Friday, 21 May 2010

Captain's Log [Review: The Wooden Spaceships]

The Wooden Spaceships, Bob Shaw's sequel to The Ragged Astronauts, takes place on Land and Overland, two co-orbiting planets sharing a common, figure of eight atmosphere that can be traversed by air balloon. Overland has been colonised by refugees from Land fleeing an airborne disease, but a Land ship arrives to re-claim sovereignty, crewed by survivors subtly affected by the plague, and heralding the onset of a war of independence. Overland's defensive strategy - including the invention of military space stations and a number of zero gravity dogfighting techniques - is led by Toller, the hero of The Ragged Astronauts who is only too happy to abandon his unsatisfying marital life to save the world again.

The Overlanders' struggle to develop war technology in time to repel the feared attack is gripping, as is the technology itself - with only a few fictional elements (the unusually hard wood brakka and the two crystals that produce a reaction) this is a pre-steam medieval space opera and war novel. Part of the fascination is seeing these astronauts master space travel without knowing any Newtonian physics and the wrong-headed assumptions that they make as a result. Having said that, once the Land forces do appear on the scene the action is anticlimactic as the Overland forces are a little too well prepared and lucky, and always stay several steps ahead.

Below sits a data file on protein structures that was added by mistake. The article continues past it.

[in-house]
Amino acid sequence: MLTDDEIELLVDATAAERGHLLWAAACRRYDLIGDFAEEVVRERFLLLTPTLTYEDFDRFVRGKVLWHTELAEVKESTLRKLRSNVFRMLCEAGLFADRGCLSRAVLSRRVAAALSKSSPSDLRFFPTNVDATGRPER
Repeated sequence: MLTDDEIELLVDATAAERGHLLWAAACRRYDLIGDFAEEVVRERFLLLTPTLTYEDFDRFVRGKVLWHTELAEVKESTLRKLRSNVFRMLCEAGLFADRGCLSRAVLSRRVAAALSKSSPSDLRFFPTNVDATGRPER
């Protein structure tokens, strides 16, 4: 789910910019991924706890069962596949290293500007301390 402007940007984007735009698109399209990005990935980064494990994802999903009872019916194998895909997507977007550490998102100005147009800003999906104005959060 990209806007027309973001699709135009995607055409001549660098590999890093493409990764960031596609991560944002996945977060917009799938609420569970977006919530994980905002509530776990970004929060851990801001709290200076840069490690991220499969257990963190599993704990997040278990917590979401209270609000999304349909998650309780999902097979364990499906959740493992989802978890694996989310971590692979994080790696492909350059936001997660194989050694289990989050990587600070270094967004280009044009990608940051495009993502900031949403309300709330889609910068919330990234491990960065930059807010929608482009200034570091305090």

The book also feels as if two novels have been squeezed into one - the last third of the novel deals with a journey to the system's third planet, Farland, to resolve a paranormal mystery described in interludes throughout the earlier chapters. With a little more balance between sides in the war, and perhaps a longer, more in-depth exploration of Farland, both could easily have been fascinating stand-alone novels. The story of Overland continues in a third novel, The Fugitive Worlds.


Maurice Mitchell said...

I LOVE steampunk. This looks like an interesting take on it although it doesn't sound like real steampunk in that it changed not just physical laws but natural laws as well. Still, it sounds like fun.

Sci-Fi Gene said...

This isn't quite pure as you say, there are some fantasy elements. Also one of the nice things is it is pre-steam.